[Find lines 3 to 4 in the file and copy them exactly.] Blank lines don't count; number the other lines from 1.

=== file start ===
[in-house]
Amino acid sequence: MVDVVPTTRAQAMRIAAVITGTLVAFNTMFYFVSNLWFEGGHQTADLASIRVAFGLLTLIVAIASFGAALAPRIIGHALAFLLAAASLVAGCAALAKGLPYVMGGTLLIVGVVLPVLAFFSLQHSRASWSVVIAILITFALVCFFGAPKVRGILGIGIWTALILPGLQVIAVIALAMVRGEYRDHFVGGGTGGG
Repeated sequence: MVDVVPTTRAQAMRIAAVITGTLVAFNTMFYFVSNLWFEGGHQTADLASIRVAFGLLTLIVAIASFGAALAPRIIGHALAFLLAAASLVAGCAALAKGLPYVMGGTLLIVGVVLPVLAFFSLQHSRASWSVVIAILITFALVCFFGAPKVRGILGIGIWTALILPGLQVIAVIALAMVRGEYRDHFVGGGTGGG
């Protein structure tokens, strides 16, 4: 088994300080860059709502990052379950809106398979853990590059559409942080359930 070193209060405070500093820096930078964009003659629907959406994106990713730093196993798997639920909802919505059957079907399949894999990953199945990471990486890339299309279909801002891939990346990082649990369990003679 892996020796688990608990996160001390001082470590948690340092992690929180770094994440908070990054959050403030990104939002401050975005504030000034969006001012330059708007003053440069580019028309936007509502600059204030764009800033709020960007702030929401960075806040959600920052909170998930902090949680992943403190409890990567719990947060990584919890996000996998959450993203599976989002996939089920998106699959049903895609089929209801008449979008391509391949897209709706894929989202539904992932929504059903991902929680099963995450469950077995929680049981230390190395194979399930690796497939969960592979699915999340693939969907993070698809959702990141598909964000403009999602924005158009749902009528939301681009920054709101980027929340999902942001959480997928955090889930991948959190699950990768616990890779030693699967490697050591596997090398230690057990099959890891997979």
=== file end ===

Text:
Repeated sequence: MVDVVPTTRAQAMRIAAVITGTLVAFNTMFYFVSNLWFEGGHQTADLASIRVAFGLLTLIVAIASFGAALAPRIIGHALAFLLAAASLVAGCAALAKGLPYVMGGTLLIVGVVLPVLAFFSLQHSRASWSVVIAILITFALVCFFGAPKVRGILGIGIWTALILPGLQVIAVIALAMVRGEYRDHFVGGGTGGG
């Protein structure tokens, strides 16, 4: 088994300080860059709502990052379950809106398979853990590059559409942080359930 070193209060405070500093820096930078964009003659629907959406994106990713730093196993798997639920909802919505059957079907399949894999990953199945990471990486890339299309279909801002891939990346990082649990369990003679 892996020796688990608990996160001390001082470590948690340092992690929180770094994440908070990054959050403030990104939002401050975005504030000034969006001012330059708007003053440069580019028309936007509502600059204030764009800033709020960007702030929401960075806040959600920052909170998930902090949680992943403190409890990567719990947060990584919890996000996998959450993203599976989002996939089920998106699959049903895609089929209801008449979008391509391949897209709706894929989202539904992932929504059903991902929680099963995450469950077995929680049981230390190395194979399930690796497939969960592979699915999340693939969907993070698809959702990141598909964000403009999602924005158009749902009528939301681009920054709101980027929340999902942001959480997928955090889930991948959190699950990768616990890779030693699967490697050591596997090398230690057990099959890891997979």